Lauren Harley

Associate Solicitor

DATE PUBLISHED: 22 Mar 2024 LAST UPDATED: 15 Apr 2024

Divorce: Capital gains tax

Family solicitors are not tax experts or regulated to give tax advice. We work with tax advisors and seek tailored guidance for each client’s situation.

Advice from a tax advisor can be sought jointly, whether you are discussing matters direct with your spouse, in mediation or via solicitors. In court proceedings, a Judge can direct that a single joint expert prepares a report and calculations as to your and your spouse’s anticipated capital gains tax liabilities.

Our top tips for considering Capital Gains Tax on divorce

  1. Once you have an agreed value for assets, decide how tax advice should be sought. If use of a longstanding advisor of the family is not agreed, then agree on the identity of an independent tax advisor before you incur the costs of the advice. Joint instructions, mean that you should seek agreement from the other party on the detail of the instructions before asking the tax advisor to start work.
  2. Family Home
  • Don’t assume that capital gains tax automatically doesn’t apply because it was the matrimonial/family home;
  • Find out what your potential capital gains tax liability is in the event of a disposal of your interest in the home (even if you’ve not reached agreement on what should happen to it);
  • If you’ve moved out of the family home, check with your accountant whether you should be making an election of your Private Residence to HMRC. Weigh up the pros and cons of this, particularly if you’ve bought a new home in the midst of divorce.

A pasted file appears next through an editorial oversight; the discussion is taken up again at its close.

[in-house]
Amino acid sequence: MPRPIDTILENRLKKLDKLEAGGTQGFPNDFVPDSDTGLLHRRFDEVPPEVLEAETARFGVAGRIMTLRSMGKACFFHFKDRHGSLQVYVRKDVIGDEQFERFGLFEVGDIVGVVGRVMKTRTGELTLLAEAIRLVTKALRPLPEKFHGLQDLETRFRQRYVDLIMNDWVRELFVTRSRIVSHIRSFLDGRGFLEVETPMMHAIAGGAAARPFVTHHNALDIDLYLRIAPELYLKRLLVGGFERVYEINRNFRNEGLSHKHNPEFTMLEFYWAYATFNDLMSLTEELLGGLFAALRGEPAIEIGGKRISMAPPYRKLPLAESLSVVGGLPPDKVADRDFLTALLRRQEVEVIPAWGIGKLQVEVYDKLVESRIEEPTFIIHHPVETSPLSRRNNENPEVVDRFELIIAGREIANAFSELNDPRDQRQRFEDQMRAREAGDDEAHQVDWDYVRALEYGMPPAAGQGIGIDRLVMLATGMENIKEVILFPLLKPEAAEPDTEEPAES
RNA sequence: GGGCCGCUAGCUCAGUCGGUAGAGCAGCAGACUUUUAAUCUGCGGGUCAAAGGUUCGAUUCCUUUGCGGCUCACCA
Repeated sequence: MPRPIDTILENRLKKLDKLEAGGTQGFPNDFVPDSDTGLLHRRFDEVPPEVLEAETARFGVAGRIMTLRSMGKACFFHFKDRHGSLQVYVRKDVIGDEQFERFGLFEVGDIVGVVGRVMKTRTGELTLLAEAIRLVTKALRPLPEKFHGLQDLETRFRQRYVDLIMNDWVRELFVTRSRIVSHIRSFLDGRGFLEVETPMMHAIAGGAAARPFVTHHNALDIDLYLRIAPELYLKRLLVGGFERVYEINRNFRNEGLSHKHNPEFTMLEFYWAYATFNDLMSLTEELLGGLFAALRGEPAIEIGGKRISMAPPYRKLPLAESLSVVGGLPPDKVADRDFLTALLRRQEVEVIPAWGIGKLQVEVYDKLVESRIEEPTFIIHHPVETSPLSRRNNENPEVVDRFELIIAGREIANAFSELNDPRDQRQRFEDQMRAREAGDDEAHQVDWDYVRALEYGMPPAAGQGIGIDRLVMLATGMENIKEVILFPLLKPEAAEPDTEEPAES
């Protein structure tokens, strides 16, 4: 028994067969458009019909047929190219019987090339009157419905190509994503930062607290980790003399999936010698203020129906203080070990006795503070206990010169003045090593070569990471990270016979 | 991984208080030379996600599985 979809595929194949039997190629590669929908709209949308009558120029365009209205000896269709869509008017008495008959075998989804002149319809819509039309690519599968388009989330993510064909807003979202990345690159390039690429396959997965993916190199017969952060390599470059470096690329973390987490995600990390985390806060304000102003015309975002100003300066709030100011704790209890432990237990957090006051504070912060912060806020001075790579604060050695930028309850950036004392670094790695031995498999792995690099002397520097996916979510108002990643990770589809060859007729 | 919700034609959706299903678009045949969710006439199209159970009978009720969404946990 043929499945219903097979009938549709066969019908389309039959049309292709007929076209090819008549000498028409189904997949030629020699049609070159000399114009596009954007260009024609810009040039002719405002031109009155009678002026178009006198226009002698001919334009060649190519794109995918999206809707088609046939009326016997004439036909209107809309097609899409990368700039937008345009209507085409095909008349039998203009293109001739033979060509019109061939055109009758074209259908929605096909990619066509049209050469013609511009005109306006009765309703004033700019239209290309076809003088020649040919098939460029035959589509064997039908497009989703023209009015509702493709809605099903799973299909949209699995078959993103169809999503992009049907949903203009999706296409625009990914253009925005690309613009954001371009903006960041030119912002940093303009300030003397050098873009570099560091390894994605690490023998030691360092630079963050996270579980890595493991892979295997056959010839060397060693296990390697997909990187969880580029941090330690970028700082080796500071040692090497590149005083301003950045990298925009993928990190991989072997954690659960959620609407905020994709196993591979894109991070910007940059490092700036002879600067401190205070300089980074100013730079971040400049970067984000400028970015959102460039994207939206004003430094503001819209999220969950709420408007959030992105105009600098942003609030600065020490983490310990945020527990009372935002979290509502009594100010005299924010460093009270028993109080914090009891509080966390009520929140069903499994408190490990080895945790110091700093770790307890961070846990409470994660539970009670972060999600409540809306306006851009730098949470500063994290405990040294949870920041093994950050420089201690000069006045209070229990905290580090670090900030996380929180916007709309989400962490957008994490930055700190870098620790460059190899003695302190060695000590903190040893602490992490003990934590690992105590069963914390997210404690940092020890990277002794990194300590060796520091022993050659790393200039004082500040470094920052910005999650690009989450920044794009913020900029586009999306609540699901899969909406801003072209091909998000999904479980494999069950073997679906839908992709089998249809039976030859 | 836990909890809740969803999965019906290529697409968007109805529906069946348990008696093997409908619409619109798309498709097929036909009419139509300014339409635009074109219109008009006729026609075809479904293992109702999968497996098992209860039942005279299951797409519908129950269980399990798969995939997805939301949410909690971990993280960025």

1. Investment properties
  • Find out what your potential capital gains tax liability is in the event of a disposal of your interest in the property (even if your position is that you should keep this asset);
  • Remember that whilst an inter-spousal transfer may mean you don’t pay tax now, the tax payable on the gain is deferred until the owner later disposes of the property (latent capital gains tax liability).
  1. Other assets
  • Don’t forget that the increase in value of other assets, can give rise to a capital gains tax liability. A helpful starting point is the website and examples include:-
    1. Shares that are not in an ISA or PEP
    2. Business assets
    3. Personal possessions worth over £6,000 (and you make a profit when you sell)
    4. Cryptocurrency

The figures you use in negotiations and as part of an asset schedule should be net figures i.e. the gross value less any mortgage/loans secured on the asset, the tax payable on disposal of that asset and costs of sale (i.e. agents/ conveyancing solicitor costs). Achieving the full financial picture is essential when you negotiate a settlement and your interests are best served by ensuring that the figures you base your negotiations on are as accurate as possible.

We strongly advise our clients to take tax advice before entering into property transactions, even if a plan of action has already been agreed with their ex-partner/spouse.

How can Ellis Jones help?

Our experts are specialists in negotiating financial settlements on divorce and for separating couples who are not married. Should you need further advice, please call our Family team on 01202 636223 or email .

How can we help?

When you submit this form an email will be sent to the relevant department who will contact you within 48 hours. If you require urgent advice please call 01202 525333.

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